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The Doors that CHD Opens

Monday, May 21, 2012

By Becca Atherton

This past Tuesday I went to speak to a local sixth grade elementary class about bullying. I talked about how people would call me lazy for using the elevator instead of the stairs, how people would call me ugly because of my scar, and how kids in middle school locked me in a closet and refused to give me my medication. I wanted them to know that bullying is never OK and that before they made assumptions based off of how people look, they need to take a step back and realize that there is more to someone than what meets the eye.

Once I finished my speech, I opened it up to questions. I got a lot of questions about my health, which was fine by me. I want to help spread awareness about CHD. I get a lot of the same questions every year. “Do you swallow all of your pills at once?” or “Have you ever tried to walk up stairs?” and the crowd favorite, “So have you ever, like, died?!”

But one question took me by surprise, one that I hadn't heard before. It was a boy in the back who had made a comment earlier similar to: “Why would they even pick on you?” I could tell by the way this kid spoke that he probably had some learning difficulties. And every time he raised his hands, the kids would mumble under their breath or roll their eyes. But his question really got me.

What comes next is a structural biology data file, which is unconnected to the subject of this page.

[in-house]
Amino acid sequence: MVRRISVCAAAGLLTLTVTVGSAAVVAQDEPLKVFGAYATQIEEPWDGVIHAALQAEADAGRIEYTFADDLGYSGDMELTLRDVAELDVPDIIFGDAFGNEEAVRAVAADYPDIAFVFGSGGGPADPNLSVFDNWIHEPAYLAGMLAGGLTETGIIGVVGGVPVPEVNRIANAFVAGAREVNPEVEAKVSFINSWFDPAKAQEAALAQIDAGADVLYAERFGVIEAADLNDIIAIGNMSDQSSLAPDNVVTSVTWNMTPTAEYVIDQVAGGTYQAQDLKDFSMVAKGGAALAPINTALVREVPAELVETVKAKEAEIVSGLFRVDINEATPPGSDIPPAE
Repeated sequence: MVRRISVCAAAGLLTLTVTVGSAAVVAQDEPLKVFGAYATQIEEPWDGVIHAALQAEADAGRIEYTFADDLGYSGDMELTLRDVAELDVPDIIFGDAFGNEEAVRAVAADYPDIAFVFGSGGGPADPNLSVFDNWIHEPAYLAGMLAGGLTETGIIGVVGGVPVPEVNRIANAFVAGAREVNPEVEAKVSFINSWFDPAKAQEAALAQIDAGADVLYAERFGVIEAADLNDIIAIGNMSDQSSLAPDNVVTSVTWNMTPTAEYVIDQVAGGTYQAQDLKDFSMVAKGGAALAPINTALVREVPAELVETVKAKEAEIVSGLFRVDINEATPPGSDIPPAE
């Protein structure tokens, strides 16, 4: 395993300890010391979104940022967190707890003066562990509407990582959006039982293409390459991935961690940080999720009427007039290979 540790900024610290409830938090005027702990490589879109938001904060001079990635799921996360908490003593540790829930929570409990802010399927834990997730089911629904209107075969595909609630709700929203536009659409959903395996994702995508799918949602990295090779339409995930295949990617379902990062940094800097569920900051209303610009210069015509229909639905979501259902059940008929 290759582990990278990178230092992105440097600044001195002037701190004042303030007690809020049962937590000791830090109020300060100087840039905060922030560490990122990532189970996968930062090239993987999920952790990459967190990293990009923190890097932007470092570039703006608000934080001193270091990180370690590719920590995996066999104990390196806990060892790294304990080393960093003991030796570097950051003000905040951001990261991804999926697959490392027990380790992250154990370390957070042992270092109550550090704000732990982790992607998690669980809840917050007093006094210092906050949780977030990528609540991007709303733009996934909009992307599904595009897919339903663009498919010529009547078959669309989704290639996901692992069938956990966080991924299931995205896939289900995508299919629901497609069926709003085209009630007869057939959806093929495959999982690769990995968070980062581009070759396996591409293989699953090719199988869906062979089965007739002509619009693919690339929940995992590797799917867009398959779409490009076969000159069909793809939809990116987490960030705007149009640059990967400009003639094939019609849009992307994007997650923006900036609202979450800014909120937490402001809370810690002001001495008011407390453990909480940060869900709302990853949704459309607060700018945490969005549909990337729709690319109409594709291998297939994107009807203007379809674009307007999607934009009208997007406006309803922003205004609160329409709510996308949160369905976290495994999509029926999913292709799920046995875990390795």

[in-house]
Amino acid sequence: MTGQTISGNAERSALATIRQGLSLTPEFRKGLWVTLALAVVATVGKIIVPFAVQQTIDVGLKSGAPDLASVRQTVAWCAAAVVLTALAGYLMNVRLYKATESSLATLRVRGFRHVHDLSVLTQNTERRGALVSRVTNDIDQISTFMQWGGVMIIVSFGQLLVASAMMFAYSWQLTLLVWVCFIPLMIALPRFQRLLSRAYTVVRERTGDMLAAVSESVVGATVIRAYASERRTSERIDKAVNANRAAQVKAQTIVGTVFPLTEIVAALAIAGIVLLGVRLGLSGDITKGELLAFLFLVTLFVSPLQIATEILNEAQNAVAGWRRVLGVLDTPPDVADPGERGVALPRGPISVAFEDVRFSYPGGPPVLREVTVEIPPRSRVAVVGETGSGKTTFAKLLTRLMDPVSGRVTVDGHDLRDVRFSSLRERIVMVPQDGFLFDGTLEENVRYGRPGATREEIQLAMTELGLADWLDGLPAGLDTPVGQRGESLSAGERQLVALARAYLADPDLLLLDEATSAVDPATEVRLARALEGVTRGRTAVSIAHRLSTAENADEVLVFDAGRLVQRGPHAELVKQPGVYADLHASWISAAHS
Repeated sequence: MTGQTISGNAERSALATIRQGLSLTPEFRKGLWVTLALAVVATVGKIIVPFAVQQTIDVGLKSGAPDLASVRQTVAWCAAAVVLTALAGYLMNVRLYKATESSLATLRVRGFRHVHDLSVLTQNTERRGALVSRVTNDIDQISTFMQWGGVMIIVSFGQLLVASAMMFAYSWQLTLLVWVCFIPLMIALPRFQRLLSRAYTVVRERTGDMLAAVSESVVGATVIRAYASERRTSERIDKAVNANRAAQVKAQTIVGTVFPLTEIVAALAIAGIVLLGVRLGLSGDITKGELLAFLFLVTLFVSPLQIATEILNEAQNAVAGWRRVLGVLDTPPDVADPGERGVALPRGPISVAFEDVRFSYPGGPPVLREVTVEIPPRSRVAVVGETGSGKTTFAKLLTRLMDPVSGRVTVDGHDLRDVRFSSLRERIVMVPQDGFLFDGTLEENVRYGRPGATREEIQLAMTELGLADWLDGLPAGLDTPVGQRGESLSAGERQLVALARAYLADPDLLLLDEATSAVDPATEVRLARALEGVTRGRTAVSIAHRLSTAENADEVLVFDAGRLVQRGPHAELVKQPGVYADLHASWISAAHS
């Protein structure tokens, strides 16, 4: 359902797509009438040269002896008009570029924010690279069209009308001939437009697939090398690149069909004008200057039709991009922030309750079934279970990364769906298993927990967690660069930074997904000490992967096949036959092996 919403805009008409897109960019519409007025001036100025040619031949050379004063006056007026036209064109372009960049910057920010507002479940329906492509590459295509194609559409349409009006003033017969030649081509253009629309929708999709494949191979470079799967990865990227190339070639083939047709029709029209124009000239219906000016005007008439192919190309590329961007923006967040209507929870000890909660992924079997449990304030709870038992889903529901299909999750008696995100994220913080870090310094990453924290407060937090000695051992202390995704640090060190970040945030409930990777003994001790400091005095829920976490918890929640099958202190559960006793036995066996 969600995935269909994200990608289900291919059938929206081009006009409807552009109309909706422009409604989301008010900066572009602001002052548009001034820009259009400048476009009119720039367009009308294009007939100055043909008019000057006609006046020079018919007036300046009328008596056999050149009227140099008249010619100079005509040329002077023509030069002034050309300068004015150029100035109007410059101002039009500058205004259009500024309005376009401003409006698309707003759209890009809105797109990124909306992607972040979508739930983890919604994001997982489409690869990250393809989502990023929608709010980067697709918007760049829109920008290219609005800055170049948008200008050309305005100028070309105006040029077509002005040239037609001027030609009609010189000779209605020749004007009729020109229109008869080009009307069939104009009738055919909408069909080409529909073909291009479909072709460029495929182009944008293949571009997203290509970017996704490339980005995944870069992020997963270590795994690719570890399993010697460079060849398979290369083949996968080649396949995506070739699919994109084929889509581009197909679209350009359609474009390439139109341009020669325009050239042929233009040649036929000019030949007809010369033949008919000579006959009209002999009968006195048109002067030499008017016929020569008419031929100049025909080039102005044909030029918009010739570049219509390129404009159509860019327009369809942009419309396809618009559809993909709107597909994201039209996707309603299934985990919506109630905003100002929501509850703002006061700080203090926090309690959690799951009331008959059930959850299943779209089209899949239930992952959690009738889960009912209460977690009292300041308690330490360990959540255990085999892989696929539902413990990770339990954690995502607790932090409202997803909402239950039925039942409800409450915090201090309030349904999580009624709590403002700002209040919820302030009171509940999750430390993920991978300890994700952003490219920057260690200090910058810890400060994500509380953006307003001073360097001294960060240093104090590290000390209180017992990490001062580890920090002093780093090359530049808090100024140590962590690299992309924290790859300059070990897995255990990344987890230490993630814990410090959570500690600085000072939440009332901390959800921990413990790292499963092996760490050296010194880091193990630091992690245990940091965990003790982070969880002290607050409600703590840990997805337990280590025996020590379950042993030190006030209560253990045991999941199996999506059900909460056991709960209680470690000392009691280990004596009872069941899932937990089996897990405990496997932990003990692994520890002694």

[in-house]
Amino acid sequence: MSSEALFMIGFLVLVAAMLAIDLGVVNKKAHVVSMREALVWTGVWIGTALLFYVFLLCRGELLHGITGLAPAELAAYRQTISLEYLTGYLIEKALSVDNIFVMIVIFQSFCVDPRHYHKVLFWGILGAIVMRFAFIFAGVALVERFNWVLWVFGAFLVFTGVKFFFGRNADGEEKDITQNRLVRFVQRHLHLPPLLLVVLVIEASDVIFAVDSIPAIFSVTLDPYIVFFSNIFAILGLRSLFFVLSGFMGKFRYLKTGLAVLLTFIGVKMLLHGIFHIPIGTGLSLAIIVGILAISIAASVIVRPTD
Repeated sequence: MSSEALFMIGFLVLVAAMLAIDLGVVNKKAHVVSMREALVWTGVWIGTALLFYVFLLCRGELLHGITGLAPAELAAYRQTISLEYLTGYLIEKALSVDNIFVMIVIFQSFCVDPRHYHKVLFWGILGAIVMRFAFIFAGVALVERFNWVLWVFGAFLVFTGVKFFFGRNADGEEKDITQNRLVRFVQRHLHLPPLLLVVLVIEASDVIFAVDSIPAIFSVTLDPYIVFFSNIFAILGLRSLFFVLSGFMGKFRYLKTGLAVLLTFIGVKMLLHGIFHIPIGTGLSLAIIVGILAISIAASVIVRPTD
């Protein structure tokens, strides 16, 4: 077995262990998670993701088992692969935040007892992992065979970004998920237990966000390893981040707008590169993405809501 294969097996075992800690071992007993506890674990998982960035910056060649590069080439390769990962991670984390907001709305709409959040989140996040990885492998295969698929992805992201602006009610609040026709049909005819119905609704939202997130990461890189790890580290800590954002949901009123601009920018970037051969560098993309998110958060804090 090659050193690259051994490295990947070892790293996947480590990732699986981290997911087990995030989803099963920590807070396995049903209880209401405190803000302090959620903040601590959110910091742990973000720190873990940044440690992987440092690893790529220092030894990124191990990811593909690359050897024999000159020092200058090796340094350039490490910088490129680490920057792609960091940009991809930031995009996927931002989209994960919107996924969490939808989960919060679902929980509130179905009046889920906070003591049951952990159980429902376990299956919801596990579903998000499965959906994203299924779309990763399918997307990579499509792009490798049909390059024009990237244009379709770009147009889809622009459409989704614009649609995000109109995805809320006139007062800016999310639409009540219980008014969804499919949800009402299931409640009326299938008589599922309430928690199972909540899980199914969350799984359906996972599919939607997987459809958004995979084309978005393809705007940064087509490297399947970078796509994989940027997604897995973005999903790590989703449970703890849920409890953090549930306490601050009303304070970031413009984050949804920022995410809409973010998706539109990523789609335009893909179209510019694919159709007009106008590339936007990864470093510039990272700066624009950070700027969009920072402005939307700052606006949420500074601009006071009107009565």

"Do you ever wish you hadn't been born the way you are?"

I had to blink away tears at this question. Not because I was offended or anything like that. No, it was because I have a feeling that this boy at times wished he hadn't been born the way he was. He probably has spent nights crying over what kids say and do to him just because he has a learning disability.

I wanted to give him hope. I wanted him to know that even if you are born with a defect or a learning disability, life can still be fun and full of joy. So I shook my head and I told him, no, I don't wish that, and I truly meant it, too.

While having CHD has brought on bullying and completely terrifying moments in my life, it has brought some great joys, too. If I hadn't been born with CHD, I wouldn't have been adopted by the amazing family I have today. I wouldn't have volunteered at the preschool in elementary school during lunch recess and started to learn American Sign Language from the teacher. I wouldn't have joined the sign language choir I am in now. I might not have gotten into writing, which has been so therapeutic for me. I wouldn't have gotten to go to camp with all my CHD friends and make friendships that will last a lifetime.

Yes, CHD is a difficult, scary, sometimes sad thing to live with it. But it has and can bring joy into someone's life. So next time you start to look at all the doors CHD has closed for you, look at the ones it has opened too.


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